The Recchiuti Confections Black Box (16 pieces) was my personal favorite in our 2014 review, and after tasting them again for this year’s update, I immediately remembered why. The assortment contains the best mixture of classic and more exotic flavors, and the bonbons aren’t too sweet. This box also has the most unique selection visually, with chocolates of varying sizes and shapes, and the sleek packaging is more eye-catching than any other box we tried.

If you want to try a wide assortment of fine European chocolates for little more than the price of a basic Russel Stover box, Merci’s assortment is a great option. This box of twenty small bars comes with six varieties – milk chocolate, coffee and cream, hazelnut almond, hazelnut cream, dark mousse, and praline cream. Each bar is individually wrapped for easy eating, making this offering from the German brand a tasty and affordable option for those just entering the world of high-end European chocolate.


Anytime you walk into a chocolate shop and are immediately greeted with a sample of free, homemade fudge, you know you’re in for a good time. That’s what you will find at The Sweet Palace in Philipsburg, Montana. The customer service here is just that good. Beyond huckleberry fudge, you’ll also find homemade truffles, nut bark and creamy chocolates. If chocolate isn’t your thing, The Sweet Palace also sells a bunch of nostalgic candy you forgot existed.

The Wild Strawberry was also strong, very nice for strawberry. Some pieces were classics like the House Dark and some were playful like the PB & Jelly or the Speculous S’more, and they were all well done, not a false note among them. My biggest flavor criticism might be that the Gianduja Hazelnut was a little sharp for hazelnut, whereas I prefer a broader, smoother flavor.
In addition to the informational articles below, you’ll find reviews of products that we think are the best gourmet chocolate (and make the best chocolate gifts for people who know good chocolate). You can find more chocolate gift ideas in the Gift-Finder section. If you have suggestions, comments, or want to tell us about your favorite chocolates, we’d love to hear from you. 
You can never have too many choices when it comes to chocolate. This Belgian chocolate box provides an amazing assortment of dark, milk, and white chocolate in an elegant gold box with a bow on top. You'll get 19 chocolate pieces that include favorites like 50 percent dark demitasse, chocolate hazelnut praline, praline crescents, and coconut macaroons covered in dark chocolate. If 19 pieces simply aren't enough to satisfy your taste buds, you can trade up for a 140-piece box (or one of the many sizes in between).

Spending a little more on this 28-piece assortment of Belgian chocolates will give your loved one plenty of pleasure back in return. Each one-pound package includes buttercreams, truffles, and pralines coated with ivory, milk, and dark chocolate coverings. Plus, it comes pre-wrapped with a beautiful satin bow, so all you have to do is click 'order' and you'll have everything you need for a thoughtful gift.
This Italian chocolatier specializes in hazelnut-flavored chocolate pralines, combining a hazelnut chocolate cream and a whole hazelnut with a crisp chocolate shell in either milk or dark chocolate. It’s a decadent chocolate experience, but with a complexity and mild bitterness from the hazelnut that makes it a more adult experience. Perfect for nut lovers.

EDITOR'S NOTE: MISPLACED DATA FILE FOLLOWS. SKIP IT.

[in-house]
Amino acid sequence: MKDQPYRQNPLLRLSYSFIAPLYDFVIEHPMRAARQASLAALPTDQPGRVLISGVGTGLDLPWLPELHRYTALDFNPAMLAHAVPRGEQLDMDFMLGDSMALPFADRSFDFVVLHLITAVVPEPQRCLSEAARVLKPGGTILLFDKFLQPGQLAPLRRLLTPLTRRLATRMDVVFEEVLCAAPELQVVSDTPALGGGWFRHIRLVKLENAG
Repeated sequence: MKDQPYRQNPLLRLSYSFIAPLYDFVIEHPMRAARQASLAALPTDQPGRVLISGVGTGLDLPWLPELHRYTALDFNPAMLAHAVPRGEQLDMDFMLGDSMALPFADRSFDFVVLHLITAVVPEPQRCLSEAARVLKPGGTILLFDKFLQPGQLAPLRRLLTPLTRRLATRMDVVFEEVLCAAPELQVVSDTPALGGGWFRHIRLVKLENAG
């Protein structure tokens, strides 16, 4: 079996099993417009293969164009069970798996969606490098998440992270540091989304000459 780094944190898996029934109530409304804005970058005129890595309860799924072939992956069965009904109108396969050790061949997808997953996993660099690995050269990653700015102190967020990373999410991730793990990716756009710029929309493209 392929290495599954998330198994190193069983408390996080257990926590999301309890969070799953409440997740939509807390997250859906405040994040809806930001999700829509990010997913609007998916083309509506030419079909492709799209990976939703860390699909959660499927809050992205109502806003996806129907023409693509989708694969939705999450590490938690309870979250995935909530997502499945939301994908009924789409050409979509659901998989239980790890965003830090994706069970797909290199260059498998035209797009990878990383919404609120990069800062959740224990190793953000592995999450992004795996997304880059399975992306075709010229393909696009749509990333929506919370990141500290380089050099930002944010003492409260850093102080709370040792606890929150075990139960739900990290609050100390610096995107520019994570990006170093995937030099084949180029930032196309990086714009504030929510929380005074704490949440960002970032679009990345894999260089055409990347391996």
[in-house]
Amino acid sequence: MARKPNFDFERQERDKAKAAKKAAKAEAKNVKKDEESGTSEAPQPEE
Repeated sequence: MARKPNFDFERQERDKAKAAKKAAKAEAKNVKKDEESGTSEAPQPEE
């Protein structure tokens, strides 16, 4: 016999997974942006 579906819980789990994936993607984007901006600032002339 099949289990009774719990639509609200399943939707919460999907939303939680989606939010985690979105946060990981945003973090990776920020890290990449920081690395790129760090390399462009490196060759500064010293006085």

In Hawaiian, “manoa” means deep and solid, and those are the flavors you’ll find in the chocolate at bean-to-bar factory Manoa Chocolate Hawaii. All of the beans are grown in Hawaii, making this Kailua shop a true local spot. That commitment to local farm-to-chocolate production continues in their bars’ flavors, which are infused with local coffee, sea salt and lavender.
Africans consume less than 4% of chocolate sold globally, but Ivory Coast is looking to change that with their handmade, artisanal chocolates. Known as the leader in the production and exporting of cocoa beans, the country has begun producing their own chocolate as the region continues to stabilize and experience economic growth. One company, Instant Chocolat, was launched in 2015 and has experienced tremendous growth in its first few years. Their chocolate, ranging from pralines to bars, is popular both locally and internationally, particularly with corporate clients like Air France and Citibank.
The pleasant view of the flock of chocolate lovers outside the Amsterdam store of Puccini Bomboni is pretty common throughout the year. Puccini Bomboni is one of the best chocolatiers in the world and it is famous for its mouth-melting chocolate recipes. It may be a bit disappointing for the chocolate crazy populace to not receive the Puccini Bombani’s exotic chocolate recipes at home but being a part of an enthusiastic chocolate crazy mob outside the chocolatier’s store in Netherlands is an adventure in itself. Without any artificial additions, the chocolatier serves you with scrumptious chocolate recipes with amazing ingredients like pepper and rhubarb to satisfy your taste buds.
Why they're cool: They've been making chocolate since their first store opened in California in 1921, almost 100 years ago (omg)! They also offer over 100 varieties of chocolate for all different occasions like Valentine's Day, game day, gift boxes, and custom mixes! To top it off they offer a variety of yummy lollypops everyone (including me) is obsessed with!
If you want to try a wide assortment of fine European chocolates for little more than the price of a basic Russel Stover box, Merci’s assortment is a great option. This box of twenty small bars comes with six varieties – milk chocolate, coffee and cream, hazelnut almond, hazelnut cream, dark mousse, and praline cream. Each bar is individually wrapped for easy eating, making this offering from the German brand a tasty and affordable option for those just entering the world of high-end European chocolate.